In Armenia, counting of votes has come to an end in the country's parliamentary elections. The Republican Party of Armenia headed by the country's Prime Minister, Serge Sarkisyan, is ahead with almost 50% of the vote.
Twenty two parties and one election bloc are running for 131 seats in the Armenian parliament. The parties must pass a five percent threshold to get into parliament, whose first session is scheduled for the end of May.
The country's electoral commission says over one million people took part in the elections. Five parties have already made it with the Republican Party headed by Sarkisyan leading.
The pro-presidential “Prosperous Armenia” party, which is seen as the key rival to the Republicans, is coming in second.
The election was monitored by 53 local organisations and six international missions including the OSCE and observers from the CIS member-states.
The opposition has warned it will bring people onto the streets if there is any vote rigging, but the monitoring groups have not pointed out any significant problems.“We have not observed any violations in the counting procedure. The CIS observers believe that the election committee and executive bodies ensured that the Armenian nation can exercise its right to vote in this parliamentary election. The parliamentary election was open, transparent, fair and in line with the Armenian electoral legislation,”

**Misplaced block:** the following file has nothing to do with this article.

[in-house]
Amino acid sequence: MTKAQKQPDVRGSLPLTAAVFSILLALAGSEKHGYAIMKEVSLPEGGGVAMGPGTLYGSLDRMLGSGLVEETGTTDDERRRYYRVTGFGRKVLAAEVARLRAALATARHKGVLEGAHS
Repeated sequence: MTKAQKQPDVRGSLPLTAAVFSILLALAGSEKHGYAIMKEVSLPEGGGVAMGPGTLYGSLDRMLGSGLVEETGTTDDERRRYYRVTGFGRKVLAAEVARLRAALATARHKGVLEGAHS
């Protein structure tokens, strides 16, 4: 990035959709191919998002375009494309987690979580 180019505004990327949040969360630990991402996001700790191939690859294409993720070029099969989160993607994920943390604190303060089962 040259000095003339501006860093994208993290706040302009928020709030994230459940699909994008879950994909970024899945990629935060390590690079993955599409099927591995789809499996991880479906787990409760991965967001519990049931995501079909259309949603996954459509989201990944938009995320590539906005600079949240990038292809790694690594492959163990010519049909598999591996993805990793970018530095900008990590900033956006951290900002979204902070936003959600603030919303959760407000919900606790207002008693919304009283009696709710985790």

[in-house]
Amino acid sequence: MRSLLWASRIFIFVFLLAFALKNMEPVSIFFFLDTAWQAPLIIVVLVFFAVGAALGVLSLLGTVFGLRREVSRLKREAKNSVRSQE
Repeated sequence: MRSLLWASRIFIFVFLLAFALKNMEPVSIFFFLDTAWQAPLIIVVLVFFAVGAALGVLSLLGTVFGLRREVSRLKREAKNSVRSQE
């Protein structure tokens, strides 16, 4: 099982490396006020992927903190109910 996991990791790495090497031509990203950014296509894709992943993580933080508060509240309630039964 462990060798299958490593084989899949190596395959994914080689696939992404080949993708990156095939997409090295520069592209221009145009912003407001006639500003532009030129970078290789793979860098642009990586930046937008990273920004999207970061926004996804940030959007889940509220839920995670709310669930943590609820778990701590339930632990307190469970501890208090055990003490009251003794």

said Vladimir Rushailo, Head of the team of CIS observers. “Voting on the election day took place in a predominantly calm atmosphere. The conduct of the voting was assessed positively in the vast majority of polling stations observed. And the vote count, although very slow, was mostly conducted in a correct manner,”
said Tone Tingsgaard, an European observer.
Representatives of several opposition parties who haven’t made it to parliament have announced that they would not be on march because the regime change will not solve political problems. They have set the date for a new meeting for next Friday, May 18.
Western monitors say the 2003 parliamentary vote fell short of democratic standards and this one is seen as a test for democracy.
The parliamentary election is also considered to be a dress-rehearsal for the presidential elections – the incumbent Armenian President, Robert Kocharyan’s, second term expires early next year.
The Armenian Prime Minister, leading the frontrunner party, is seen as a possible successor.